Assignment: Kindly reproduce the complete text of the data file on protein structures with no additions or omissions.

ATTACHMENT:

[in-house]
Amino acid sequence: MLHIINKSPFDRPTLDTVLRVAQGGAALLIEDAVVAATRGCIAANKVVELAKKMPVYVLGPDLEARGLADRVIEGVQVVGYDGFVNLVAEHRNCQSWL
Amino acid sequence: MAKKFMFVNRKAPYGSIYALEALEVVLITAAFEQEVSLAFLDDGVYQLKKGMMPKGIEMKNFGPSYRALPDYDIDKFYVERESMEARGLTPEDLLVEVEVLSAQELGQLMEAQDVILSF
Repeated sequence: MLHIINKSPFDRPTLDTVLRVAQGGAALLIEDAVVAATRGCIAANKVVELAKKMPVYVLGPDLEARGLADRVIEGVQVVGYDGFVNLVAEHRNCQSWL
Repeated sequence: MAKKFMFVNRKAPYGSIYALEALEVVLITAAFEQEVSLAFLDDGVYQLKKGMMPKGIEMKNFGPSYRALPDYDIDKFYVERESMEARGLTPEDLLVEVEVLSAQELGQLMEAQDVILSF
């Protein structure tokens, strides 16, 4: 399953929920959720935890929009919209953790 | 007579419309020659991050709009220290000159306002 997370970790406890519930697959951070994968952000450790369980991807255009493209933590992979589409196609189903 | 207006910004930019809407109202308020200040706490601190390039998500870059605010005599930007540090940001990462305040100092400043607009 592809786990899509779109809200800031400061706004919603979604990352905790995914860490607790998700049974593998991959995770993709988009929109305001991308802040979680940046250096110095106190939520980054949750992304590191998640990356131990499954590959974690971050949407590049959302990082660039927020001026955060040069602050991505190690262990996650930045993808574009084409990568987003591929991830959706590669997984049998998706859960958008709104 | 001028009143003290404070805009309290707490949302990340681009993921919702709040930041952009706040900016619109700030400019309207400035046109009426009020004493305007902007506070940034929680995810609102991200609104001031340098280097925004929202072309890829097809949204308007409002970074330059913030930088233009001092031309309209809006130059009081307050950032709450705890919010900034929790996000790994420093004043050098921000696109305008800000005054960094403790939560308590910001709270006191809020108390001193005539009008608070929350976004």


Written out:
[in-house]
Amino acid sequence: MLHIINKSPFDRPTLDTVLRVAQGGAALLIEDAVVAATRGCIAANKVVELAKKMPVYVLGPDLEARGLADRVIEGVQVVGYDGFVNLVAEHRNCQSWL
Amino acid sequence: MAKKFMFVNRKAPYGSIYALEALEVVLITAAFEQEVSLAFLDDGVYQLKKGMMPKGIEMKNFGPSYRALPDYDIDKFYVERESMEARGLTPEDLLVEVEVLSAQELGQLMEAQDVILSF
Repeated sequence: MLHIINKSPFDRPTLDTVLRVAQGGAALLIEDAVVAATRGCIAANKVVELAKKMPVYVLGPDLEARGLADRVIEGVQVVGYDGFVNLVAEHRNCQSWL
Repeated sequence: MAKKFMFVNRKAPYGSIYALEALEVVLITAAFEQEVSLAFLDDGVYQLKKGMMPKGIEMKNFGPSYRALPDYDIDKFYVERESMEARGLTPEDLLVEVEVLSAQELGQLMEAQDVILSF
């Protein structure tokens, strides 16, 4: 399953929920959720935890929009919209953790 | 007579419309020659991050709009220290000159306002 997370970790406890519930697959951070994968952000450790369980991807255009493209933590992979589409196609189903 | 207006910004930019809407109202308020200040706490601190390039998500870059605010005599930007540090940001990462305040100092400043607009 592809786990899509779109809200800031400061706004919603979604990352905790995914860490607790998700049974593998991959995770993709988009929109305001991308802040979680940046250096110095106190939520980054949750992304590191998640990356131990499954590959974690971050949407590049959302990082660039927020001026955060040069602050991505190690262990996650930045993808574009084409990568987003591929991830959706590669997984049998998706859960958008709104 | 001028009143003290404070805009309290707490949302990340681009993921919702709040930041952009706040900016619109700030400019309207400035046109009426009020004493305007902007506070940034929680995810609102991200609104001031340098280097925004929202072309890829097809949204308007409002970074330059913030930088233009001092031309309209809006130059009081307050950032709450705890919010900034929790996000790994420093004043050098921000696109305008800000005054960094403790939560308590910001709270006191809020108390001193005539009008608070929350976004």